June 27, 2008
Plasco’s technology gains support from Council
Green energy from garbage is on the horizon.
That philosophy serves as the basis for the future of garbage disposal in our City as Council has unanimously endorsed Plasco’s waste-to-energy technology.
The company still must pass environmental approval before the City will take the necessary steps to finalize a contractual agreement.
The proposed contract would see the City pay Plasco about $8 million per year for taking residential waste that is neither recycled nor composted. The City will also receive royalties of up to $3.5 million a year if Plasco plants are sold and operating in other countries and cities.
The technology developed by Plasco uses heat and chambers to break down garbage and extract gas. It is then either flared off or used to generate electricity.
Preliminary testing has indicated Plasco’s demonstration plant has been operating well below provincial emission limits. It could take approximately two years to complete testing and have the necessary approvals in place for a full-size plant.
If the Plasco system passes environmental approval, the estimated cost for a new facility will be about $125 million, all of which will be paid by the company.
Harm reduction encompasses us all
As a result of increased discarded needles on City streets, City Council unanimously supported a plan to enhance the cleanup portion of the Clean Needle Syringe Program.
The new plan includes a dedicated hotline to report discarded needles, hiring a summer student to assist in determining ‘hot spots,’ and expanding the needle drop box program.
Councillor El Chantiry and I supported Councillors Monette’s motion to move from a distribution program to a one-for-one exchange in the hopes of decreasing the amount of discarded needles littering our streets.
After a series of consultations with the City’s new Medical Officer of Health, Dr. Isra Levy, it was agreed the City would stay with the distribution program, and enhancements would be made to the cleanup portion of the program.
One needle on our streets is too many; if the enhancement of the cleanup fails to have desirable effects, we will examine other alternatives and different methods of harm reduction.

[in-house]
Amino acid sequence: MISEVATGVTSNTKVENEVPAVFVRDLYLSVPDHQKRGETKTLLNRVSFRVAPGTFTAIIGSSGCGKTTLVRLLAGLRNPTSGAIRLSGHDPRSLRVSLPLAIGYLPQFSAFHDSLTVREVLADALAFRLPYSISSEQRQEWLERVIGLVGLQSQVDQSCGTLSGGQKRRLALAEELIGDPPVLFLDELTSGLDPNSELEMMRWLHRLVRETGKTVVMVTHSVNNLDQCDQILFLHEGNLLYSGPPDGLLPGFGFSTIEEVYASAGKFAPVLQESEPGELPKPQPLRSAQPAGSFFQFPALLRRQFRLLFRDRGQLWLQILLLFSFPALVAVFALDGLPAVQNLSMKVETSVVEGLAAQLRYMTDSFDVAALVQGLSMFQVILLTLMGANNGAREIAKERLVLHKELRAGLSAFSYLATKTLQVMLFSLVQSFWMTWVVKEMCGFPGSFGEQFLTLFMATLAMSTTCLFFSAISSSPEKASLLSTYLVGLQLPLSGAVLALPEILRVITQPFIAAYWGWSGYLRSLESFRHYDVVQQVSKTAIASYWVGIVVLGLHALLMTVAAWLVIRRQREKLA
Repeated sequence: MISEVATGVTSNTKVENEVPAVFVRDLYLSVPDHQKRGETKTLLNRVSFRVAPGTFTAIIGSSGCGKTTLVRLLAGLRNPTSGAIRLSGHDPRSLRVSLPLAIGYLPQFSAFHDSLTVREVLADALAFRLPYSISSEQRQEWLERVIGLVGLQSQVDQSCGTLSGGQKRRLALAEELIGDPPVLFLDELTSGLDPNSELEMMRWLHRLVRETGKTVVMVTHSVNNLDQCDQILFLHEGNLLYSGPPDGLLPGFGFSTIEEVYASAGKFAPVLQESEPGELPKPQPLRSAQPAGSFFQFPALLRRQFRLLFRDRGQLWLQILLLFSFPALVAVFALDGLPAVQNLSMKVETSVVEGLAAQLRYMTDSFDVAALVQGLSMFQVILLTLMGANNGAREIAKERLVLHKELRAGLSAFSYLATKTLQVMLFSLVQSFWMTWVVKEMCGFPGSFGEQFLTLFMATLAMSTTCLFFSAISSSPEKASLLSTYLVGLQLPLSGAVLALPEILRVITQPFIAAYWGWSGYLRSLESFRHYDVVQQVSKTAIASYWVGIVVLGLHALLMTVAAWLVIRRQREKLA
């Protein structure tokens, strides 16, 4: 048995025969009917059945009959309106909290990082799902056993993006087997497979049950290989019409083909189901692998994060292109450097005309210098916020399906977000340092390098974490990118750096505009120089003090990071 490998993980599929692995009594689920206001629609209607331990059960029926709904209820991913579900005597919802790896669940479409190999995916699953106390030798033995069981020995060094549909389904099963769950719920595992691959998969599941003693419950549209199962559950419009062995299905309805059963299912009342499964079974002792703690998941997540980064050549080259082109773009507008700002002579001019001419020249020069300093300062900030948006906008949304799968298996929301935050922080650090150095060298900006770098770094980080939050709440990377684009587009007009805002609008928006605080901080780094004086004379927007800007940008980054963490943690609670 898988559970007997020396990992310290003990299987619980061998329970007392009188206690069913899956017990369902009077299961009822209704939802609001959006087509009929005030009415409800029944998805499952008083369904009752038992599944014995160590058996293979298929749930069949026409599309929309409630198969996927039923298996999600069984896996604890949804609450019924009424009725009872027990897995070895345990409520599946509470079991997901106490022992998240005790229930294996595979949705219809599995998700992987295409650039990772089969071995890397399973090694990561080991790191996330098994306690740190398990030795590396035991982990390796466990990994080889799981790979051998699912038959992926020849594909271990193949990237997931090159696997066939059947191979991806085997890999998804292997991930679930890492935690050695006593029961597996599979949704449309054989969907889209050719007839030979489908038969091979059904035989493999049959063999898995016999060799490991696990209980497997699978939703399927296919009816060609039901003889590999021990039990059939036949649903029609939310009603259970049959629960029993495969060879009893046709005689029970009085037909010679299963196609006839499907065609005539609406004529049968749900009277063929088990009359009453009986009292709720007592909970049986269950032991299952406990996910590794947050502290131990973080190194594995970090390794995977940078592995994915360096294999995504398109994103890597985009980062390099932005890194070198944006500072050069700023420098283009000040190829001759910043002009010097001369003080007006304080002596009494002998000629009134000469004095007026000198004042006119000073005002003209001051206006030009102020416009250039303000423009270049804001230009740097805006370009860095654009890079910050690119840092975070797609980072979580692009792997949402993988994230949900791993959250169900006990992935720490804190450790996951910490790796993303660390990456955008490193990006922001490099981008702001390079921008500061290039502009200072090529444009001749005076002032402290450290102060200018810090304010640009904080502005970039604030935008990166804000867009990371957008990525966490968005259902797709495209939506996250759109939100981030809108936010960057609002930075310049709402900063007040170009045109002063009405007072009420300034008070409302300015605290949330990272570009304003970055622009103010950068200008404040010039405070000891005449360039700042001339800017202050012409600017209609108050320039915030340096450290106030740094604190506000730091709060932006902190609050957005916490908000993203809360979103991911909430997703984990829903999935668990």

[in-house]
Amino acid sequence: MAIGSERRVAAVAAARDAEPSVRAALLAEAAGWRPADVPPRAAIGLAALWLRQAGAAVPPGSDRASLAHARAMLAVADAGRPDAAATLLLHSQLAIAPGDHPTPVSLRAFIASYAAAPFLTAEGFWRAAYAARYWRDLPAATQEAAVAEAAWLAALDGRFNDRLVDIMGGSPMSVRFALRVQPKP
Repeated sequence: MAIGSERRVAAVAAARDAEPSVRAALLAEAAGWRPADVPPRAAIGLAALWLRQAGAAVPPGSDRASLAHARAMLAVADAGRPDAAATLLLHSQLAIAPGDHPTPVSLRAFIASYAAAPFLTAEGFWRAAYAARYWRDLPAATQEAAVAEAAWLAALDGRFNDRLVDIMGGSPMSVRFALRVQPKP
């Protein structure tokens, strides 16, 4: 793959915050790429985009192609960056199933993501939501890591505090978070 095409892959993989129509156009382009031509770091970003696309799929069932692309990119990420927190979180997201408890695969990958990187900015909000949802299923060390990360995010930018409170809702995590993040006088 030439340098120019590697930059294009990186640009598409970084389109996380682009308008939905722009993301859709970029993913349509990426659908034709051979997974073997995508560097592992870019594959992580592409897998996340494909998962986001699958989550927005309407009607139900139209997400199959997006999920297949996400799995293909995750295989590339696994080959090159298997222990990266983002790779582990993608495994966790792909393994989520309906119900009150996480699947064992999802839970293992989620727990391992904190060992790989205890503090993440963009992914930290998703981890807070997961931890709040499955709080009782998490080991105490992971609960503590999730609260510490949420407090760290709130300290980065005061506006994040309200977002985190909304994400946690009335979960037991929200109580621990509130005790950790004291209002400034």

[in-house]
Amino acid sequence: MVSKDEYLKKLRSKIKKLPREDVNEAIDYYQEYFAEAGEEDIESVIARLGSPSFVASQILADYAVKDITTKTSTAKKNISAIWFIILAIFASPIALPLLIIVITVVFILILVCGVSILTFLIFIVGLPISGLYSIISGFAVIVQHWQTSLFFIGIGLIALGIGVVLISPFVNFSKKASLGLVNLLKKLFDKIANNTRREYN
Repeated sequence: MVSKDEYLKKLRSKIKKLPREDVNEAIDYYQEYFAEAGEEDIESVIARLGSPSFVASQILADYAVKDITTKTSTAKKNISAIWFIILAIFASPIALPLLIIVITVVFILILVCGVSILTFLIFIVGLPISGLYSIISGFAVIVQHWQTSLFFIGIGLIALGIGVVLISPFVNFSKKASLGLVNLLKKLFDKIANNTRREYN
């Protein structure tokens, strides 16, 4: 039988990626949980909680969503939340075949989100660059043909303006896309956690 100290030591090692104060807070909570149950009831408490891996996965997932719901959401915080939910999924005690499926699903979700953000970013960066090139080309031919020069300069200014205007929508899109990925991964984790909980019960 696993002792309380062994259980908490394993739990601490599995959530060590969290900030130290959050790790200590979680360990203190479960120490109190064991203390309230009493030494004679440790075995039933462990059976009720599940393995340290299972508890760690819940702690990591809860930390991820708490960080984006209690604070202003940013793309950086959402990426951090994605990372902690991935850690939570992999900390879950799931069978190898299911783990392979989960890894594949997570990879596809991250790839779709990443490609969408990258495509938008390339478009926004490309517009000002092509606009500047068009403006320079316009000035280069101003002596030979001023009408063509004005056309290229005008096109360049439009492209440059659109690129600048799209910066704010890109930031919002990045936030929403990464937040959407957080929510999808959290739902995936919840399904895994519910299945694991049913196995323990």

This is not an issue limited to just the downtown core, either; the effects of the distribution program reach the very extremes of our City.
Jumping for joy in Stittsville
At my ward council meeting on April 8, there was discussion of youth needs in the community.
At this meeting, a group of young people requested to have a dirt jump constructed in Stittsville.
Dirt jumping is an emerging sport where participants ride BMX bikes over a series of man-made dirt jumps.
City staff and I have been working on this request and have proposed that a dirt jump could be located at Bell Memorial Park in Stittsville.
Bell Memorial Park was selected as the best location for the park in Stittsville as it is centrally located near Main Street, there are no direct, abutting residences, the site is surrounded by roads on all sides, there is an existing parking lot, and the site provides a natural buffer to the nearby residences.
The demand for facilities capable of accommodating off-road BMX bikes is increasing, as there is a trend towards these types of sports. Athletes are leaning toward more extreme, expressive sports with great enthusiasm. Stittsville could be the home of the first City of Ottawa dirt jump!
I believe this would be a great facility for young people in our community, and the Bell family agrees, having given the facility their full support.